Once the parties have defined the key terms, the lawyers will draft a merger agreement. The merger agreement will set forth the key terms negotiated by the parties including but not limited to the name of the organization, amending governing documents, board make-up, leadership positions, and the continuation of key programs. The merger agreement will also contain representations and warranties and other conditions that must be satisfied to close the transaction. If the transaction is structured differently, a purchase agreement or affiliation agreement may be prepared covering similar concepts.
Though often overlooked, due diligence is an important step in the merger process as it satisfies the officers’ and directors’ fiduciary duties to their respective organizations. Due diligence is where an organization conducts a thorough investigation to ensure they understand the business of the other organization. Generally, due diligence puts the burden on the surviving organization to conduct the due diligence investigation. However, the merging organization will often conduct a due diligence investigation to determine if the surviving entity is in a strong position to carry on the merging organization’s vision and programs. Typical categories of information investigated in the due diligence process include: corporate structure and records; funding and vendor contracts; assets and liabilities; finances/debts, existing or threatened lawsuits; intellectual property; employment matters; and compensation and benefit arrangements.
A vote of an organization’s board of directors may not be the only approval required to enter into a merger transaction. Consents and approvals of members (if the nonprofit is a member organization), third parties or government agencies may be required in some situations. Consents or approvals may be required for the transaction itself or to transfer an agreement at the closing of the merger or to ensure continued licensing. For example, many lease agreements require landlord approval before the lease agreement can be assigned. On the other hand, a master service agreement or grant may require prior consent to the merger transaction itself. A list of required approvals and consents must be developed through the due diligence process and any required approvals must be obtained or waived prior to closing.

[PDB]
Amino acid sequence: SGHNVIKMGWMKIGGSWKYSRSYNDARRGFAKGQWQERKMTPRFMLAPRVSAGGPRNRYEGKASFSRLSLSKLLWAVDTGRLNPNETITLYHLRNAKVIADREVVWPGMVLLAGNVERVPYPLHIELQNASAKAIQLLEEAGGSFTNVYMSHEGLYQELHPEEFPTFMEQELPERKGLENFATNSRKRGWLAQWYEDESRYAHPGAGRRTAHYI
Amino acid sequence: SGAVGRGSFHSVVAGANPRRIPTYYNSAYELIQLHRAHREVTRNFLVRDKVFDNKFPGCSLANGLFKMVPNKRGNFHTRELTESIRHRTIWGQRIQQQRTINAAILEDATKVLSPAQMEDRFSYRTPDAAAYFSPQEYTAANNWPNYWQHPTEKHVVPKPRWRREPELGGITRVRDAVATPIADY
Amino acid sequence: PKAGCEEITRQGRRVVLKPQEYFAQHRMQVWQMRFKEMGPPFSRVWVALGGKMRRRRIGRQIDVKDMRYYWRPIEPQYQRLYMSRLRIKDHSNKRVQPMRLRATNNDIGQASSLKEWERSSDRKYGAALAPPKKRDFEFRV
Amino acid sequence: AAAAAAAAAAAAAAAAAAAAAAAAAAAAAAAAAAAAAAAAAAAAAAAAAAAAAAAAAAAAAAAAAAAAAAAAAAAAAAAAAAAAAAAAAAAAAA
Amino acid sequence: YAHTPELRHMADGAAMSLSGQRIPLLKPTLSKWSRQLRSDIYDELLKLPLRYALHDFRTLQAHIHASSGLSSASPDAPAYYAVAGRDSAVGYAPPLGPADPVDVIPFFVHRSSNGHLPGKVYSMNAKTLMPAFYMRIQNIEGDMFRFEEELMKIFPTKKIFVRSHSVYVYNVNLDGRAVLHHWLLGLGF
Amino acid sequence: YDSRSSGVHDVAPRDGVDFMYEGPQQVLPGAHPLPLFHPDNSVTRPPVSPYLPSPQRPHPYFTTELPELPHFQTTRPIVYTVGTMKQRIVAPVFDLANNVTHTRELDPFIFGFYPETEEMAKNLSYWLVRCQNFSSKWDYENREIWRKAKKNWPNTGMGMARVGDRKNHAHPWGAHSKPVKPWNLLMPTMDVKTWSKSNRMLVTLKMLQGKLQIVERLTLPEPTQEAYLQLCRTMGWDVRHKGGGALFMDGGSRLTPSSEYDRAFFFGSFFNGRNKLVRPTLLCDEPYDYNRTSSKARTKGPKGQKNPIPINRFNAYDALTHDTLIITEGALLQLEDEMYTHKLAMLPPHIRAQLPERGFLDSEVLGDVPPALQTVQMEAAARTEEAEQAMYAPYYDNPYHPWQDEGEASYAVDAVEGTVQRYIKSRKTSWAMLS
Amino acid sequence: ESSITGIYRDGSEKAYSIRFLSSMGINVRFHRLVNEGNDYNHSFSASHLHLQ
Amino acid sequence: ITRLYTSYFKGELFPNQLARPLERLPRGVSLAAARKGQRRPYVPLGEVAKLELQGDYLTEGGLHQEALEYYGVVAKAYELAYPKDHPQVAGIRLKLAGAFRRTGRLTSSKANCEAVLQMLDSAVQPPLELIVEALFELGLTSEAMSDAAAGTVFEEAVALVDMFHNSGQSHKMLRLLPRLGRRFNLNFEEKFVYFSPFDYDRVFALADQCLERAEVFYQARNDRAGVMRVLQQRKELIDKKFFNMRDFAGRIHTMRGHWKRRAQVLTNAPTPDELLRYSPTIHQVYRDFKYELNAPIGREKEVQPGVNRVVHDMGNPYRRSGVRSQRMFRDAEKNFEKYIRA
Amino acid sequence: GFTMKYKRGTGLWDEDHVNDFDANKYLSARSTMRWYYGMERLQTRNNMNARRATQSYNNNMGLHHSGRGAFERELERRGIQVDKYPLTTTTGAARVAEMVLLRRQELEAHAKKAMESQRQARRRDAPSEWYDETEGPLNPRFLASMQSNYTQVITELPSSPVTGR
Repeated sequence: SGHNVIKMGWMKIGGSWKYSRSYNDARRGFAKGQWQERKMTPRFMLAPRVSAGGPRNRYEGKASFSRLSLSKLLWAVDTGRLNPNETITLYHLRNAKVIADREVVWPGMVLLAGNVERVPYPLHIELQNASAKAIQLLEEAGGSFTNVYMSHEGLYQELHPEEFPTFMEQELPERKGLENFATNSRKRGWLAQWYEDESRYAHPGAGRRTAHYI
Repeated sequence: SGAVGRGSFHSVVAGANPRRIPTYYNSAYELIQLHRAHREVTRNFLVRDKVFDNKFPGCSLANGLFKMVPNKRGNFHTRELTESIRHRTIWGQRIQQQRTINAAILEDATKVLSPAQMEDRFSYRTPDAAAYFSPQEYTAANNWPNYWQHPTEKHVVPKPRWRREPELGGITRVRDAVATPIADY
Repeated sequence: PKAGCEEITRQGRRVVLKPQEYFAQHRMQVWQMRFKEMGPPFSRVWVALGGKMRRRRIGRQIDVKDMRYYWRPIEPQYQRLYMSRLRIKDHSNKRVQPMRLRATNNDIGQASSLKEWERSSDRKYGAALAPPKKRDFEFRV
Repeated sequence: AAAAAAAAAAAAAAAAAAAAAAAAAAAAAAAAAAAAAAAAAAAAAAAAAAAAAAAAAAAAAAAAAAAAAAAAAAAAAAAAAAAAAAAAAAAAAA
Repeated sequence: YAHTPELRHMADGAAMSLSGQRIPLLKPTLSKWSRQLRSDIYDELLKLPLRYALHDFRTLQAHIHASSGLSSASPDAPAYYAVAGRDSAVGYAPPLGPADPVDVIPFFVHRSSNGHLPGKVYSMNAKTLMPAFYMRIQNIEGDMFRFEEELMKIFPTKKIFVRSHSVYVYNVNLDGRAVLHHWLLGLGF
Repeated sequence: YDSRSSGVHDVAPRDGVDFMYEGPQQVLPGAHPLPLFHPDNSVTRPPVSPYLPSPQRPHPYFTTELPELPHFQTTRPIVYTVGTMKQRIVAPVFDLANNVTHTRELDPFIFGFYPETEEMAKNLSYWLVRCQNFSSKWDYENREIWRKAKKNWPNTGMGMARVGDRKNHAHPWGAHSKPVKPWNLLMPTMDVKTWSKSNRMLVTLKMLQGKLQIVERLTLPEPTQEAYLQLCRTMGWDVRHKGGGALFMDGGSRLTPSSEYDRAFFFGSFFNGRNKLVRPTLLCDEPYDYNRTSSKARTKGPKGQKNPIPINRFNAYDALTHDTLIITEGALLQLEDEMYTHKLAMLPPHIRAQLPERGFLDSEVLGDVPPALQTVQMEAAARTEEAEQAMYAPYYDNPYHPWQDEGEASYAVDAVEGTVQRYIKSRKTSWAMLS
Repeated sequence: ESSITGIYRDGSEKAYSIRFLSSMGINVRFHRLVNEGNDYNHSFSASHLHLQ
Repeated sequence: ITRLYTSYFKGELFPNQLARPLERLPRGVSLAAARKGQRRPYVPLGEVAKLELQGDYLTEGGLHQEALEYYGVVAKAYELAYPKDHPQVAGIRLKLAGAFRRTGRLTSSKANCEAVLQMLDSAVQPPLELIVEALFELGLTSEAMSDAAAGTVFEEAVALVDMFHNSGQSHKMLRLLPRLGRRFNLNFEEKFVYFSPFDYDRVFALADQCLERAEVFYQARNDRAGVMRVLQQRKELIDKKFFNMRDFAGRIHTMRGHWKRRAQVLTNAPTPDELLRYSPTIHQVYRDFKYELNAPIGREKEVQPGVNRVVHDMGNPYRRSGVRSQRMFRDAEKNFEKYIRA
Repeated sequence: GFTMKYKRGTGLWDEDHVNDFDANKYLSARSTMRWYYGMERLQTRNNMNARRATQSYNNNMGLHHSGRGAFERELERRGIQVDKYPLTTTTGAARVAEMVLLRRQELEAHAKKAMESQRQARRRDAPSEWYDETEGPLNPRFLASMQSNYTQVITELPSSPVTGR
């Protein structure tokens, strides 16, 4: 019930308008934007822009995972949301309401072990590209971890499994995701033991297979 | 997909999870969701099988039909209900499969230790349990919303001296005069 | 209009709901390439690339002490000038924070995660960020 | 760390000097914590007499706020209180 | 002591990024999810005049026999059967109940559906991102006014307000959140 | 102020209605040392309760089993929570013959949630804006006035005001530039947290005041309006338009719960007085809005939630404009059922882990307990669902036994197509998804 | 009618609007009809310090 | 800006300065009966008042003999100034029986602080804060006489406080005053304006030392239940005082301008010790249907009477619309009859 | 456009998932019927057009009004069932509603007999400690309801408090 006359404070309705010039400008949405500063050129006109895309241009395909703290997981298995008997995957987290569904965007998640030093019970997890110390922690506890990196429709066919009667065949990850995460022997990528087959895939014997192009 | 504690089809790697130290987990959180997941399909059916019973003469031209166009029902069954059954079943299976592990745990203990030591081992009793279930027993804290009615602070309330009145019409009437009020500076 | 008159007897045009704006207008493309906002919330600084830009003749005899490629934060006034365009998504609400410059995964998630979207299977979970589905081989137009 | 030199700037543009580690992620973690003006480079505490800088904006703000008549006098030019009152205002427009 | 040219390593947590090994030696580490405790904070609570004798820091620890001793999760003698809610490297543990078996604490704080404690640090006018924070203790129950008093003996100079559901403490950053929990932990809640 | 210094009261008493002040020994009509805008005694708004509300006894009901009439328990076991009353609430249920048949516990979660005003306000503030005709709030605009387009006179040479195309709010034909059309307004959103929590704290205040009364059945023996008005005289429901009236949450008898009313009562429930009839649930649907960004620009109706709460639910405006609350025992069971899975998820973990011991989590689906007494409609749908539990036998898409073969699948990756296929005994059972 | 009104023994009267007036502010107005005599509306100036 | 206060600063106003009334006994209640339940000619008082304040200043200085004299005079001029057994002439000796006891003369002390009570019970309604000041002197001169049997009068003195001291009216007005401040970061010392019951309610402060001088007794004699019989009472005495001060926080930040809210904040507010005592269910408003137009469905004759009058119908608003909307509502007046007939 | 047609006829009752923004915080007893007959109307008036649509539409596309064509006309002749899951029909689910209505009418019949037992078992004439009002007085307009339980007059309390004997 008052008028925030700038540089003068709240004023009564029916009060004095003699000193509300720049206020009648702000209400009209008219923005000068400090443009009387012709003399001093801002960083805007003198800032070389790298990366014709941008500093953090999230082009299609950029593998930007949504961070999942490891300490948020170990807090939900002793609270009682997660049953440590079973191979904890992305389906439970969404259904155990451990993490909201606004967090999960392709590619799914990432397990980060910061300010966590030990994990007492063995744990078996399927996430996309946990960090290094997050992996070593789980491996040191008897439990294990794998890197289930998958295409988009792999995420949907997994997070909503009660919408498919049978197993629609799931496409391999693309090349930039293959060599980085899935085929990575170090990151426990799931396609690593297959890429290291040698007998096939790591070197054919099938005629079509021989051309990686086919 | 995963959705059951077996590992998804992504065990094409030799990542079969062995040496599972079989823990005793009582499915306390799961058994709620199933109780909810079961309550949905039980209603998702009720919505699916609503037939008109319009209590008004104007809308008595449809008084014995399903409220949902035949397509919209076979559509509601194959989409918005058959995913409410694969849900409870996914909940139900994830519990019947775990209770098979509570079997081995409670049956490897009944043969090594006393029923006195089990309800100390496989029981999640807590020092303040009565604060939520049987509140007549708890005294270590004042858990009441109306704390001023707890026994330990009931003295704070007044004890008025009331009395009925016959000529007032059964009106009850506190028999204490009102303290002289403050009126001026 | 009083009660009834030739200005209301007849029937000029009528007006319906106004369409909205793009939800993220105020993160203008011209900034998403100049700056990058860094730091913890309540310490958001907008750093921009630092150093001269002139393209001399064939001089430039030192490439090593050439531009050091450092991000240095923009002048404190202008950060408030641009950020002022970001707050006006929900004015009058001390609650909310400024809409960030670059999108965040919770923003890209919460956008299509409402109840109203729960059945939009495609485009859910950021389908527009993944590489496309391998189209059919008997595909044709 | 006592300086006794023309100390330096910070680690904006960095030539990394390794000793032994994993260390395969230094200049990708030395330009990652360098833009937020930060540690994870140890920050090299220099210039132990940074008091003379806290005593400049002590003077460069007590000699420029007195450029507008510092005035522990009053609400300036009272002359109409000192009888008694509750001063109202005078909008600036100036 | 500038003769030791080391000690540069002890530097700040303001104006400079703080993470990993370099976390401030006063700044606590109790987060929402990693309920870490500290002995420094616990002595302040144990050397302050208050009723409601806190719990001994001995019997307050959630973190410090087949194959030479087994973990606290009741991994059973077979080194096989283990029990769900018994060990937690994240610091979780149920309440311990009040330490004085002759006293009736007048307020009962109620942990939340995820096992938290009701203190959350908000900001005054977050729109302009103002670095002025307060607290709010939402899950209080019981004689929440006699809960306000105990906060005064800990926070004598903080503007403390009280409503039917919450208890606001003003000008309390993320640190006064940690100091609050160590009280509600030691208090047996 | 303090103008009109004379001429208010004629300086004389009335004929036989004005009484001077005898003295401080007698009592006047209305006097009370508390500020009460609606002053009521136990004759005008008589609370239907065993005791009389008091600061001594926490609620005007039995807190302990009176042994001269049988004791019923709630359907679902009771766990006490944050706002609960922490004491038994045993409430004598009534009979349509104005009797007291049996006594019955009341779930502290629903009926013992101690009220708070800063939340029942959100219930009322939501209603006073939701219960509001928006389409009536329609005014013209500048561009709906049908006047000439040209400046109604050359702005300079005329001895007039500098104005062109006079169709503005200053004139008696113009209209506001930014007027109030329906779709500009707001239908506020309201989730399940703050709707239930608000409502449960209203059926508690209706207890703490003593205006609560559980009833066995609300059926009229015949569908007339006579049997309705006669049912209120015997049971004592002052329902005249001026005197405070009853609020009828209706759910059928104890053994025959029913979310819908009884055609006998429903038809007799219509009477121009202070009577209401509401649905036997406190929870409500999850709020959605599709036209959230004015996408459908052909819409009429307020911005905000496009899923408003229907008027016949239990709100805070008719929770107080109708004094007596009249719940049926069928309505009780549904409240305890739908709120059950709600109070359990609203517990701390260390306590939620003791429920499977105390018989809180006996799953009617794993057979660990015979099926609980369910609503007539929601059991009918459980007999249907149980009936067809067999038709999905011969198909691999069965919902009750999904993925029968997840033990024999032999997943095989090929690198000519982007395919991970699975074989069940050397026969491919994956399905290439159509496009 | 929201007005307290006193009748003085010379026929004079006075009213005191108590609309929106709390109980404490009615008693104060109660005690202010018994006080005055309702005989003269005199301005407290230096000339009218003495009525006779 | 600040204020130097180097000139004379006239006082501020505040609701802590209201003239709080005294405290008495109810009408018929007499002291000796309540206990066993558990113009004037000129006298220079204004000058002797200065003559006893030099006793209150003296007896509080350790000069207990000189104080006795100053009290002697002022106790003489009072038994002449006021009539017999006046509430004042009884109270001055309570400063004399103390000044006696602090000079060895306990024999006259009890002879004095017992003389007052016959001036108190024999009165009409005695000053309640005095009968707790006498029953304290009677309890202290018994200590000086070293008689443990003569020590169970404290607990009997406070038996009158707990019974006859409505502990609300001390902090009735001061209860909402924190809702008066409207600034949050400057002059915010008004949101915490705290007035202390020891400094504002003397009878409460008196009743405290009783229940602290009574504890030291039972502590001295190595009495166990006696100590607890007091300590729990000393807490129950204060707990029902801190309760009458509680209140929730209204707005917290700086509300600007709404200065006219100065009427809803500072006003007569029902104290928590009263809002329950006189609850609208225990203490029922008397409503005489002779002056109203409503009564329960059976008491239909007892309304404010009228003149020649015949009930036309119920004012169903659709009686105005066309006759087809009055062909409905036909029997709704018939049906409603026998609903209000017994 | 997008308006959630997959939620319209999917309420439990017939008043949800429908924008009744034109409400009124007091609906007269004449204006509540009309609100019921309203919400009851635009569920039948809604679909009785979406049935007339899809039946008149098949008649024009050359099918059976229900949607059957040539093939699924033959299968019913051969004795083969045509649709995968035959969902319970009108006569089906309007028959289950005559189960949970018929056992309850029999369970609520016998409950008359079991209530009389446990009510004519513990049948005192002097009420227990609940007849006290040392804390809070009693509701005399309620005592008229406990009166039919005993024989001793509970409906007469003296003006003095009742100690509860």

Closing the Transaction
The parties are ready to close the transaction when the parties have finalized a merger agreement, conducted the due diligence investigation (and are satisfied with the findings), obtained any required consents or approvals and fulfilled any other conditions set forth in the agreement. On or before the closing date, filings will be made in the state where each organization is incorporated, in the form required by the state. Once the merger filings are accepted, the merger is complete
Mergers, done properly, are sophisticated transactions and can be resource intensive. Cutting corners can result in ugly surprises that eat into or even destroy the value of the merger. While a merger transaction can be daunting, securing the assistance of experienced counsel and an experienced merger consultant will help to ensure a smooth transaction.
Ellis Carter is a nonprofit lawyer licensed to practice in Washington and Arizona. Ellis advises tax-exempt clients on federal tax matters nationwide.